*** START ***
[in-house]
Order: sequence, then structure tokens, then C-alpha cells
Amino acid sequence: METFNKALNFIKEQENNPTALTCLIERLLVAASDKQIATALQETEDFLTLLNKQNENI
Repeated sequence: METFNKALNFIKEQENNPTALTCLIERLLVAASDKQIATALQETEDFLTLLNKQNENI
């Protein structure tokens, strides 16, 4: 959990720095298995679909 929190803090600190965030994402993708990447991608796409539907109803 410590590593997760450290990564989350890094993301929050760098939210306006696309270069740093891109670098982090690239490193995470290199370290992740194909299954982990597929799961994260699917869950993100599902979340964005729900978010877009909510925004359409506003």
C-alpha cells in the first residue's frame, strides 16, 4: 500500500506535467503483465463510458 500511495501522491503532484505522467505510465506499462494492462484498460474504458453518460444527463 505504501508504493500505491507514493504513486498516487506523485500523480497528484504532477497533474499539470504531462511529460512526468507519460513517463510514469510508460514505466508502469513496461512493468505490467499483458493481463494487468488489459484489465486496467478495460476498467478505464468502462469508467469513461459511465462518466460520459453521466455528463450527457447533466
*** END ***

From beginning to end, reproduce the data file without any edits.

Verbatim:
[in-house]
Order: sequence, then structure tokens, then C-alpha cells
Amino acid sequence: METFNKALNFIKEQENNPTALTCLIERLLVAASDKQIATALQETEDFLTLLNKQNENI
Repeated sequence: METFNKALNFIKEQENNPTALTCLIERLLVAASDKQIATALQETEDFLTLLNKQNENI
């Protein structure tokens, strides 16, 4: 959990720095298995679909 929190803090600190965030994402993708990447991608796409539907109803 410590590593997760450290990564989350890094993301929050760098939210306006696309270069740093891109670098982090690239490193995470290199370290992740194909299954982990597929799961994260699917869950993100599902979340964005729900978010877009909510925004359409506003």
C-alpha cells in the first residue's frame, strides 16, 4: 500500500506535467503483465463510458 500511495501522491503532484505522467505510465506499462494492462484498460474504458453518460444527463 505504501508504493500505491507514493504513486498516487506523485500523480497528484504532477497533474499539470504531462511529460512526468507519460513517463510514469510508460514505466508502469513496461512493468505490467499483458493481463494487468488489459484489465486496467478495460476498467478505464468502462469508467469513461459511465462518466460520459453521466455528463450527457447533466